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ISSN: 2637-4544

Interventions in Gynaecology and Women's Healthcare

Short Communication(ISSN: 2637-4544)

Undetectable = Untransmissible: Unpacking HIV Risk and Transmission Concerns for Women Living With HIV Volume 3 - Issue 1

Brent Allan1, Jessica Whitbread2 and Mary Ann Torres3*

  • 1 Senior Advisor, International Council of AIDS Service Organizations, Canada
  • 2 Consultant and woman living with HIV, Canada
  • 3 Executive Director, International Council of AIDS Service Organizations, Canada

Received:January 11, 2019;   Published: January 17, 2019

Corresponding author: Mary Ann Torres, Executive Director, International Council of AIDS Service Organizations, Canada

DOI: 10.32474/IGWHC.2019.03.000154

Abstract PDF

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Keywords

HIV; Community; Women; Vertical transmission

Short Communication

Figure 1:

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The notion that Undetectable = Untransmissible (U=U) is revolutionizing the way people living with HIV are seen and treated around the world. No longer the harbingers of disease and death, those living with HIV who take HIV anti-retroviral therapy (ART) daily as prescribed and achieve and maintain an undetectable viral load (< 50 copies/ml) have effectively no risk of sexually transmitting the virus to an HIV-negative partner [1]. The global U=U campaign has been credited with beginning to change public perception of HIV transmissibility [2]. However, sexual transmission of HIV is only one way in which HIV is transmitted and it is women living with HIV who have to shoulder the additional burden of the risk of possibly transmitting HIV to their child either pre or post nattily. And even though the basis of the rationale behind U=U was proven almost two decades ago by proving that a woman prescribed ART and is virally suppressed prior to contraception, and remains undetectable throughout their pregnancy, there is virtually no vertical transmission of HIV from a mother to her infant [3] (Figure 1).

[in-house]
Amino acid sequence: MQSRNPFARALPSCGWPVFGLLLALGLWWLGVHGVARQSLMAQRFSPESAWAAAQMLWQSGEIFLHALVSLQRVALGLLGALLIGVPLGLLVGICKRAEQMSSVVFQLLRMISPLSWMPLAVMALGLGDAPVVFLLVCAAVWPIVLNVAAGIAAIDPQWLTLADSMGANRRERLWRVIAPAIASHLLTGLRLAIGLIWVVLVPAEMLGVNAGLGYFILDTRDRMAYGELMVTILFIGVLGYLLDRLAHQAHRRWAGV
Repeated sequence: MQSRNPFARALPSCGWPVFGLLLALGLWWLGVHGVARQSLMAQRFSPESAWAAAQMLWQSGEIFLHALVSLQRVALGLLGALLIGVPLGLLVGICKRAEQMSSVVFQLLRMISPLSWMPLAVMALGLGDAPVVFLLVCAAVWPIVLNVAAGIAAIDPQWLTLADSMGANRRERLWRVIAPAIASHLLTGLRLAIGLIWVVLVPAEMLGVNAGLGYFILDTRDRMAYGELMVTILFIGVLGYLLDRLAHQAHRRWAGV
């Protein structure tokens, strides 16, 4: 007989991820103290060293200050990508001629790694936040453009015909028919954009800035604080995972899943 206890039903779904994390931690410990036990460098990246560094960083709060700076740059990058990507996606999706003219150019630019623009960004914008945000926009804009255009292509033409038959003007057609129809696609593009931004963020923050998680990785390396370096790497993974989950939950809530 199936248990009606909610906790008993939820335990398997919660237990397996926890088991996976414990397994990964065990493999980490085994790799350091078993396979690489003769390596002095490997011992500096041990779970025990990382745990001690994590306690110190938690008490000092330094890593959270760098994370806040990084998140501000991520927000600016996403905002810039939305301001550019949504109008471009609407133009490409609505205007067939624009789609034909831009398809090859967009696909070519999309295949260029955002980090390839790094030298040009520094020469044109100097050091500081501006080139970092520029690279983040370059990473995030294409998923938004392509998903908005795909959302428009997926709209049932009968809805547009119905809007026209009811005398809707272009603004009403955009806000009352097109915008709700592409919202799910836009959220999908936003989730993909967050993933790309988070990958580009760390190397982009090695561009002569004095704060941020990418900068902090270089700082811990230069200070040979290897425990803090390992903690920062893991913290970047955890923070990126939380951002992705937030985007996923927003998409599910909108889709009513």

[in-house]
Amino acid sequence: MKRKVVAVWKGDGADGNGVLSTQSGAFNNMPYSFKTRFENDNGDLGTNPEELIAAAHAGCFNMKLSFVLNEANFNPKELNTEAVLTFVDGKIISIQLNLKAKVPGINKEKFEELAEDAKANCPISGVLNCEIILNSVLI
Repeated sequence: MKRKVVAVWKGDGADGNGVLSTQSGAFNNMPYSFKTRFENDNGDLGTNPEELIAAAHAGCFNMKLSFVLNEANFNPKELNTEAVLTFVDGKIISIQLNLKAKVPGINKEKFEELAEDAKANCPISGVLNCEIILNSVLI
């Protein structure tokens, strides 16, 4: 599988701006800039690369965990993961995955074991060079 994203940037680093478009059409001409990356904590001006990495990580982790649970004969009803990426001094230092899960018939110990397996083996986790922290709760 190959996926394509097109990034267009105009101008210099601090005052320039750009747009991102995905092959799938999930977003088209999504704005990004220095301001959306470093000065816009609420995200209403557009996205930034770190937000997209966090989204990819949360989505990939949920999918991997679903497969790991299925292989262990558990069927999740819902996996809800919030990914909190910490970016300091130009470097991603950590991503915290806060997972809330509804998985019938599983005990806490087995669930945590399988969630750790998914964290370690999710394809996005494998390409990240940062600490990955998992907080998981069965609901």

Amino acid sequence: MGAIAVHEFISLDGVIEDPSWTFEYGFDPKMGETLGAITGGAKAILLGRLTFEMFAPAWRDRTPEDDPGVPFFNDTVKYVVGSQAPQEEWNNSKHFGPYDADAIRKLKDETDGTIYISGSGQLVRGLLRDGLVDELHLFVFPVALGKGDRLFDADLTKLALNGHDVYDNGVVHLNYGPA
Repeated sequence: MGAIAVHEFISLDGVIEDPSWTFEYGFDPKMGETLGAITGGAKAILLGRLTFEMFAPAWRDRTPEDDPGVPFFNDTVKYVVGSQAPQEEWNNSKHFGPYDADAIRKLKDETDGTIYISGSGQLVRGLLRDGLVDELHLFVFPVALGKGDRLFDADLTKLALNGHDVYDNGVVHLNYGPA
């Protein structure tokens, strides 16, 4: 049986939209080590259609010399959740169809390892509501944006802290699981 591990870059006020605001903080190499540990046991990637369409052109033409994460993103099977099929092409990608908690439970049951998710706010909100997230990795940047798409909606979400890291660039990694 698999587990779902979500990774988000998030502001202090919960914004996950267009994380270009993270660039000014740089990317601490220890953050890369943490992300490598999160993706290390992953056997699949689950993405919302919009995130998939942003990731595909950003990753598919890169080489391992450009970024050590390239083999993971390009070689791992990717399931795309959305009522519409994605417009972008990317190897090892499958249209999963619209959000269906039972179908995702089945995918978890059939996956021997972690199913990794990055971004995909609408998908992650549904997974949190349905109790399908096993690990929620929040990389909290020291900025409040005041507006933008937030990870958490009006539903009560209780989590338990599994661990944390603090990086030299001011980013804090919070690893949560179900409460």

To explore some of the questions and concerns of women living with HIV regarding the broad application of U=U to their lives, ICASO commissioned a Community Brief on U=U for women living with HIV. Launched in September 2018 at the National AIDS Conference in Australia, this brief was written by a team of women living with HIV and was guided by a global community advisory committee, also made up by women living with HIV. Together they collected stories from over 65 women living with HIV from around the world and held two community consultations at the International AIDS Conference in Amsterdam in July 2018 to refine and test the content and construction of the brief. In particular, this global brief focused upon capturing the voices of women living with HIV and contains quotes of over 20 women from every region in the world. Their voices illuminate the intensely personal experiences of pregnancy, motherhood and infant feeding as well as some of the nuances around sexuality, access, equity and gender which exist in the lives of women living with HIV. The widespread adoption of the U=U discourse has provided an important opportunity to ensure that the sexual and reproductive rights of women living with HIV are recognized in the context of U=U and importantly, the profile of the U=U message has the potential to be a catalyst for the much-needed conversations about gender inequalities and violence, women’s*1 self-determination, access to treatment, women’s* involvement in research, body autonomy and informed choice as essential aspects in the lives of women* regardless of whether or not a woman* living with HIV is virally undetectable.